• Count: defines an integer slice with as many elements as code branches that we have. If a code branch is executed during a test its value is going to be set to 1 in the slice.

We can also see the values of Count being set in the code, in lines 9, 13, 17, 21, 22 and 26 for the 6 branches we have in this code.

3️⃣ Calculates statements run / branch

And finally the last step here is to calculate the coverage which is just the total number of statements run for each of the branches that got executed during the test run, divided by the total number of statements in our package πŸŽ‰.

Coverage profile: detailed output of cover

So far we have only seen the final output of the cover tool which tells us the percentage of the statements that get executed when we run our suite. If you would like to see the specific numbers calculated for your packages you can check out the output of the coverage profile.

The Coverage profile is a file that gets generated by running the following command:

$ go test --count=1 -coverprofile=coverage.out ./...
ok      github.com/efrag/blog-posts/go_test_coverage/calculator 0.003s  coverage: 16.7% of statements
ok      github.com/efrag/blog-posts/go_test_coverage/size       0.001s  coverage: 42.9% of statements

The output of the command is exactly the same as before but it will have also generated a coverage.out file which in this case looks like this:

mode: set
github.com/efrag/blog-posts/go_test_coverage/size/measurements.go:3.25,4.9 1 1
github.com/efrag/blog-posts/go_test_coverage/size/measurements.go:16.2,16.19 1 0
github.com/efrag/blog-posts/go_test_coverage/size/measurements.go:5.13,6.20 1 1
github.com/efrag/blog-posts/go_test_coverage/size/measurements.go:7.14,8.16 1 0
github.com/efrag/blog-posts/go_test_coverage/size/measurements.go:9.14,10.17 1 1
github.com/efrag/blog-posts/go_test_coverage/size/measurements.go:11.15,12.15 1 0
github.com/efrag/blog-posts/go_test_coverage/size/measurements.go:13.16,14.16 1 0
github.com/efrag/blog-posts/go_test_coverage/calculator/calculator.go:7.29,9.2 1 1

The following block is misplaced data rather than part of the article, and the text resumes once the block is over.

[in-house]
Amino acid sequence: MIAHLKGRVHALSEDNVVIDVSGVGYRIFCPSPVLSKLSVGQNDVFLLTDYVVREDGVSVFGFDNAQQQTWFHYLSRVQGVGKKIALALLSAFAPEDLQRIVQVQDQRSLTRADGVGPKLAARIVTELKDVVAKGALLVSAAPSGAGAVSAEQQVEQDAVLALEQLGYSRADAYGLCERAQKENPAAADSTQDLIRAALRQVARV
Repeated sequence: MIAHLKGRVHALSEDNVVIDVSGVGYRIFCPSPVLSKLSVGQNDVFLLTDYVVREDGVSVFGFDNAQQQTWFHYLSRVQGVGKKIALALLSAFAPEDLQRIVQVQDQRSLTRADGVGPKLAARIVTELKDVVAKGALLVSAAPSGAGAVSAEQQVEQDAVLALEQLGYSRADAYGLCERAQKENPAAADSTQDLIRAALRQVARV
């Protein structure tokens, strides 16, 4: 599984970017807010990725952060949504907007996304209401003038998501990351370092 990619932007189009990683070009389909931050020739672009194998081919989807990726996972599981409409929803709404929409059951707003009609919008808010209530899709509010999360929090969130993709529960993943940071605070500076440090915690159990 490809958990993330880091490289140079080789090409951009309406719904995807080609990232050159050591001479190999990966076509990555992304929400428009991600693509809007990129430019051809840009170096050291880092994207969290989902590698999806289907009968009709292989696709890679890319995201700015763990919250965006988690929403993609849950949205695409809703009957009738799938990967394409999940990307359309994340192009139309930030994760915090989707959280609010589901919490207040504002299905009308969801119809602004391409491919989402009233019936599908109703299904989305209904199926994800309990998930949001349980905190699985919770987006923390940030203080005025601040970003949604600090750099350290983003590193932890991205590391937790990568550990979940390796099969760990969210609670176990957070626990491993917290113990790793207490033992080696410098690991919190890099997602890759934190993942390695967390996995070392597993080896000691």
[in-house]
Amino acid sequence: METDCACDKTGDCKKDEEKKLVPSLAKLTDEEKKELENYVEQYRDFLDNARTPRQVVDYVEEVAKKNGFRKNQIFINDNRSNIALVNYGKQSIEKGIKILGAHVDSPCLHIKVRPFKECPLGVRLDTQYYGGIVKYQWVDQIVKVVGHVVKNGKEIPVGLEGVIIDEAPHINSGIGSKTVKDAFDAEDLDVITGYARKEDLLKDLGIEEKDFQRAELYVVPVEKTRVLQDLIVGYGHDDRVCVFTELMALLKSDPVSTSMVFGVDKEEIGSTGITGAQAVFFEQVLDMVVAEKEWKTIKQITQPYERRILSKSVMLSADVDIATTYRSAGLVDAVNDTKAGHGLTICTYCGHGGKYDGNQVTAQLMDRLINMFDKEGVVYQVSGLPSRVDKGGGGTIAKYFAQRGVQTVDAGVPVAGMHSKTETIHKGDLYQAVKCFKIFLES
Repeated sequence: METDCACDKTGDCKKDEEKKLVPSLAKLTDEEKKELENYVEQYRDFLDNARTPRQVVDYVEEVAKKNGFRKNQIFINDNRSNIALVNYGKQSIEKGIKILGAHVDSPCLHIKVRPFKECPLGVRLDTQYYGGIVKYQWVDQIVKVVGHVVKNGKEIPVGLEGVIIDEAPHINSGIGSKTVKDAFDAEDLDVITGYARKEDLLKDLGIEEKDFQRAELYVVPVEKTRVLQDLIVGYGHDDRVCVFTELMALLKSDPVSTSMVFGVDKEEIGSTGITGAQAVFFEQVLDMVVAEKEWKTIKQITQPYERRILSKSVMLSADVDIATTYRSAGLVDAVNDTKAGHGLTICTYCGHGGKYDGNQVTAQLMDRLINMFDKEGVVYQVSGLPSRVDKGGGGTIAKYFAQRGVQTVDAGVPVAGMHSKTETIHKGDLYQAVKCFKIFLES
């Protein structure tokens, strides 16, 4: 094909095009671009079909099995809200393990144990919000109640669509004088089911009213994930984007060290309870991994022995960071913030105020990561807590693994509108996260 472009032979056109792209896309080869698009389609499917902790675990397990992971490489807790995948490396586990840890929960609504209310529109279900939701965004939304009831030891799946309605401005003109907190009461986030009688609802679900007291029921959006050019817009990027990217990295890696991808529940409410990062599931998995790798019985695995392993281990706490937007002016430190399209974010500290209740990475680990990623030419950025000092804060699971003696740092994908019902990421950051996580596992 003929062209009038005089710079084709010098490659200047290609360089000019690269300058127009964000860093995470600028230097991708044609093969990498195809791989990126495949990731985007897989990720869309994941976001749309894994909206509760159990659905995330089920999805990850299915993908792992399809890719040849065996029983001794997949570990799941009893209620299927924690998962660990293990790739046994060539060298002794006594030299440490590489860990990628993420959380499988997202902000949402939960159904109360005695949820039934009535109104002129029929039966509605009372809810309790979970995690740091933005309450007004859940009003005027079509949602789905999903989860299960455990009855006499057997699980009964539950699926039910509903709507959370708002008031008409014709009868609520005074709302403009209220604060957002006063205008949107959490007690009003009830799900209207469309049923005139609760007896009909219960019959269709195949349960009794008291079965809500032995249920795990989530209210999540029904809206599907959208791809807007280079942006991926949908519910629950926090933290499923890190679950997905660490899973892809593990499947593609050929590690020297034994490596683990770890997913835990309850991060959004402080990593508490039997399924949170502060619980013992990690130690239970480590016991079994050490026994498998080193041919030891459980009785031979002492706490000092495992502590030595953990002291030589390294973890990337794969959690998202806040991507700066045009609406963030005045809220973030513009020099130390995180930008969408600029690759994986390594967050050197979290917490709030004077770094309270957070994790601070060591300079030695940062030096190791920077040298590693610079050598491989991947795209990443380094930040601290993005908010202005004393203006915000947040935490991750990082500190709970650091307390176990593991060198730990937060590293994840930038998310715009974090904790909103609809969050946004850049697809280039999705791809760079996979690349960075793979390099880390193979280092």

github.com/efrag/blog-posts/go_test_coverage/calculator/calculator.go:11.32,13.2 1 0
github.com/efrag/blog-posts/go_test_coverage/calculator/calculator.go:15.32,17.2 1 0
github.com/efrag/blog-posts/go_test_coverage/calculator/calculator.go:19.23,20.11 1 0
github.com/efrag/blog-posts/go_test_coverage/calculator/calculator.go:24.2,24.10 1 0
github.com/efrag/blog-posts/go_test_coverage/calculator/calculator.go:20.11,22.3 1 0

The contents of the file are the detailed output that lists all the code branches in the packages with the number of statements that they include and how many of those got executed with our tests. More specifically these 2 lines:

github.com/efrag/blog-posts/go_test_coverage/size/measurements.go:3.25,4.9 1 1
github.com/efrag/blog-posts/go_test_coverage/size/measurements.go:16.2,16.19 1 0

Say that there is a code branch in the measurements.go file (lines 3-4) with 1 statement (lines 3-4) which indeed executed by our tests and another code branch (line 16) with 1 statement that we did not execute.

Adding the numbers for the size package we see that we have 7 statements in total 3 of which were covered by tests, which means the coverage for the package is 3*100/7 = 42.86%. Performing the same calculation for the size package we have 6 statements with 1 covered by tests which gives us 1*100/6 = 16.67% coverage for the package.

Package level coverage

The last piece of the puzzle for today is how can we actually get the coverage percentage for our entire package, in this case that go_test_coverage, which as we have seen is made up of two sub-packages the size and calculator. Simply using the percentages that we can see in the output of cover is not the right approach as these tell us nothing for the total number of statements executed overall.

For that we are going to use the cover profile that we saw earlier and instead of isolating our calculations per sub-package we are going to use the full output and calculate the value for our entire package. This would give us a total of 13 statements 4 of which where executed by our tests which means a coverage of 4*100/13 = 30.77%.

Ideally we would like a way of doing this calculation automatically rather than manually inspecting the file. Fear not – shell and awk are here:

$ go test --count=1 -coverprofile=coverage.out ./... ; \
cat coverage.out | \
awk 'BEGIN {cov=0; stat=0;} \
	$3!="" { cov+=$3; stat+=$2; } \
    END {printf("Total coverage: %.2f%% of statements\n", (cov/stat)*100);}'

This will:

  • create the coverage profile as before using the go test command
  • then it will read it and print it on screen
  • and finally it will pass it through an awk program

The program defines two accumulators (one for the statements and one for the covered lines) and looping through each line of output it adds the values together. Finally it prints the Total coverage: % of statements for your package. Running the above will output this πŸ’ͺπŸŽ‰:

ok   github.com/efrag/blog-posts/go_test_coverage/calculator 0.002s coverage: 16.7% of statements
ok   github.com/efrag/blog-posts/go_test_coverage/size 0.002s coverage: 42.9% of statements
Total coverage: 30.77% of statements

Final thoughts

I found the way that Go does code coverage very interesting. Had not actually contemplated before how these tools work under the hood and seeing the output of the cover tool and the generated GoCover struct overlaid in my code was the cherry on top 🀩 of this entire process.